TIB opacities represent a normally invisible branches of the bronchiole tree (≤1 mm in diameter) that are severely impacted with mucous, pus, or fluid, with resultant dilatation and “budding” of the terminal bronchioles ( ≥2 mm in diameter)1 (photo).
Although initially described in 1993 as a thin-section chest CT finding in active tuberculosis, TIB opacities are by no means restricted to a specific lung entity, and may be of infectious as well as non-infectious causes.
TIB is most commonly seen with infectious bronchiolitis caused by bacteria (particularly Staphylococcus aureus, Hemophilus influenzae), mycobacteria (including atypical mycobacteria), viruses (eg, respiratory syncytial virus, cytomegalovirus), and fungi (eg, Pneumocystis jirovecii, Aspergillus sp.)1,2.
Non-infectious causes include inhalation of toxic gases, connective tissue disorders (eg, rheumatoid arthritis, Sjögren syndrome), cystic fibrosis, Kartagener syndrome, and non-infectious bronchiolitis (eg, obliterative bronchiolitis). Malignancy-related causes include chronic lymphocytic leukemia and pulmonary tumor embolism in breast, liver, kidney, stomach, prostate and ovarian cancers3.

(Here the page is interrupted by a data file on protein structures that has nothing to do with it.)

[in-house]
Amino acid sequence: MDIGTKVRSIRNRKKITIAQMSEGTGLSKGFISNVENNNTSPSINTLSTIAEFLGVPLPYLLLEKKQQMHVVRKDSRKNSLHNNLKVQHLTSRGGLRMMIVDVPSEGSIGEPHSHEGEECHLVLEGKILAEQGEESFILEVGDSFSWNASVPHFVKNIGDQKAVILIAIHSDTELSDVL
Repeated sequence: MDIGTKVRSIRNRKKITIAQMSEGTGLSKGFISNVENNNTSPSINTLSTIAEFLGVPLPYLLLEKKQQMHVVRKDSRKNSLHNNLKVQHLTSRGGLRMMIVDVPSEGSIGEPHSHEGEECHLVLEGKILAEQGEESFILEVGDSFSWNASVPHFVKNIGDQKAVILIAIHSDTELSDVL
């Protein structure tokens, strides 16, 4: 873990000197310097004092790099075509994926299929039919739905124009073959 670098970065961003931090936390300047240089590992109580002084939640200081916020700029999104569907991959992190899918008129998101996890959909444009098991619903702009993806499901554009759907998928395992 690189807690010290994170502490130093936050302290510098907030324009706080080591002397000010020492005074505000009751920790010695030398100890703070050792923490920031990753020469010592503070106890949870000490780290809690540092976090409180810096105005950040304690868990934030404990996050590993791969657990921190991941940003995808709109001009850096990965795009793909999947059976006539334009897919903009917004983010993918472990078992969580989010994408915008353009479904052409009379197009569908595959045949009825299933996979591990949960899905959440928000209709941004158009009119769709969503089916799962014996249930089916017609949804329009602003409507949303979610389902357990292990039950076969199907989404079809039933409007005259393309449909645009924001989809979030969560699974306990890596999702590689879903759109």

- Collins J, Blankenbaker D, Stern EJ. Ct patterns of bronchiolar disease: What is “tree-in’bud”? AJR 1998;171:365-70.
- Rossi SE, Franquet T, Volpacchio M, et al. Tree-in-bud pattern a t thin-section CT of the lungs: radiologic-pathologic overview. RadioGraphics 2005;25:789-801.
- Terhalle E, Gunther G. “Tree-in-bud”: thinking beyond infectious causes. Respiration 2015;89:162-165.
Photo: TIB opacities in a 50 year old man with productive cough and shortness of breath caused by infectious bronchiolitis.